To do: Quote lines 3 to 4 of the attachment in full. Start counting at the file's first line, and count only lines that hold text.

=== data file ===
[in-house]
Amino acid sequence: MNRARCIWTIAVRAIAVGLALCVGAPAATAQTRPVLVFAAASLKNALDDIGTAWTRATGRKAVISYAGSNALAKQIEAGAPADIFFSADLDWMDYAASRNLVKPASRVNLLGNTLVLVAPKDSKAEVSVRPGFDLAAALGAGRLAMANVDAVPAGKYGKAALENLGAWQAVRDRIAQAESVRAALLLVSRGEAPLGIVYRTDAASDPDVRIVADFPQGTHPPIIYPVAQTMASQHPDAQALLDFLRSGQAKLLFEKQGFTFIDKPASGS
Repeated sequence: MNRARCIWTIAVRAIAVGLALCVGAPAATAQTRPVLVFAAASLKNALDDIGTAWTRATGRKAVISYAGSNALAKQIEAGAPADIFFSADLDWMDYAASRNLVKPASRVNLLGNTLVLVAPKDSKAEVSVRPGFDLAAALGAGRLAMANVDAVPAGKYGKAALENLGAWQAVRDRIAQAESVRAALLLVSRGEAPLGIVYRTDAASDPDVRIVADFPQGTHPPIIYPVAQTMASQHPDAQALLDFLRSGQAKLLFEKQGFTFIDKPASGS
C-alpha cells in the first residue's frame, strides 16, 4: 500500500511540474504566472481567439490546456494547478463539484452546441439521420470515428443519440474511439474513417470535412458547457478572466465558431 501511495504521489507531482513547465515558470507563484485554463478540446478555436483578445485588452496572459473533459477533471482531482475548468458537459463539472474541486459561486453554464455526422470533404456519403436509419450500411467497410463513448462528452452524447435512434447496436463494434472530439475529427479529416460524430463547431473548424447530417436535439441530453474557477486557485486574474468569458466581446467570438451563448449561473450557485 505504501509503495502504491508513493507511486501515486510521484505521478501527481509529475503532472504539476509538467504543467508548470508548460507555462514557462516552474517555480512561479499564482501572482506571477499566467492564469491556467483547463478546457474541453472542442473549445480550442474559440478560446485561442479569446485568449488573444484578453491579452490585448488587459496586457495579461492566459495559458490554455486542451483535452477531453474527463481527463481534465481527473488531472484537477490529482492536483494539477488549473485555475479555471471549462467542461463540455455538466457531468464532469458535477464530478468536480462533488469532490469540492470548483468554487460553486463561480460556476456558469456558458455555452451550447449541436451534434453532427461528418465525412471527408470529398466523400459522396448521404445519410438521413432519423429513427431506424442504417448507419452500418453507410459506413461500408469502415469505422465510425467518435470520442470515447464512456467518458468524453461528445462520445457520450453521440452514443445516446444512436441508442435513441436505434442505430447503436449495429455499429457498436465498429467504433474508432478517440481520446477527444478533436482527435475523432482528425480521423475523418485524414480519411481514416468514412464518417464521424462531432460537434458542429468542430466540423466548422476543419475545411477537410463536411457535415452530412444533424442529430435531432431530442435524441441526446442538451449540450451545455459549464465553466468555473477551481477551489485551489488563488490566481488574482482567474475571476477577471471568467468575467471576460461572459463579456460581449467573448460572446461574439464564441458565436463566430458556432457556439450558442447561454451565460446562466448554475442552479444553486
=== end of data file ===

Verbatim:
Repeated sequence: MNRARCIWTIAVRAIAVGLALCVGAPAATAQTRPVLVFAAASLKNALDDIGTAWTRATGRKAVISYAGSNALAKQIEAGAPADIFFSADLDWMDYAASRNLVKPASRVNLLGNTLVLVAPKDSKAEVSVRPGFDLAAALGAGRLAMANVDAVPAGKYGKAALENLGAWQAVRDRIAQAESVRAALLLVSRGEAPLGIVYRTDAASDPDVRIVADFPQGTHPPIIYPVAQTMASQHPDAQALLDFLRSGQAKLLFEKQGFTFIDKPASGS
C-alpha cells in the first residue's frame, strides 16, 4: 500500500511540474504566472481567439490546456494547478463539484452546441439521420470515428443519440474511439474513417470535412458547457478572466465558431 501511495504521489507531482513547465515558470507563484485554463478540446478555436483578445485588452496572459473533459477533471482531482475548468458537459463539472474541486459561486453554464455526422470533404456519403436509419450500411467497410463513448462528452452524447435512434447496436463494434472530439475529427479529416460524430463547431473548424447530417436535439441530453474557477486557485486574474468569458466581446467570438451563448449561473450557485 505504501509503495502504491508513493507511486501515486510521484505521478501527481509529475503532472504539476509538467504543467508548470508548460507555462514557462516552474517555480512561479499564482501572482506571477499566467492564469491556467483547463478546457474541453472542442473549445480550442474559440478560446485561442479569446485568449488573444484578453491579452490585448488587459496586457495579461492566459495559458490554455486542451483535452477531453474527463481527463481534465481527473488531472484537477490529482492536483494539477488549473485555475479555471471549462467542461463540455455538466457531468464532469458535477464530478468536480462533488469532490469540492470548483468554487460553486463561480460556476456558469456558458455555452451550447449541436451534434453532427461528418465525412471527408470529398466523400459522396448521404445519410438521413432519423429513427431506424442504417448507419452500418453507410459506413461500408469502415469505422465510425467518435470520442470515447464512456467518458468524453461528445462520445457520450453521440452514443445516446444512436441508442435513441436505434442505430447503436449495429455499429457498436465498429467504433474508432478517440481520446477527444478533436482527435475523432482528425480521423475523418485524414480519411481514416468514412464518417464521424462531432460537434458542429468542430466540423466548422476543419475545411477537410463536411457535415452530412444533424442529430435531432431530442435524441441526446442538451449540450451545455459549464465553466468555473477551481477551489485551489488563488490566481488574482482567474475571476477577471471568467468575467471576460461572459463579456460581449467573448460572446461574439464564441458565436463566430458556432457556439450558442447561454451565460446562466448554475442552479444553486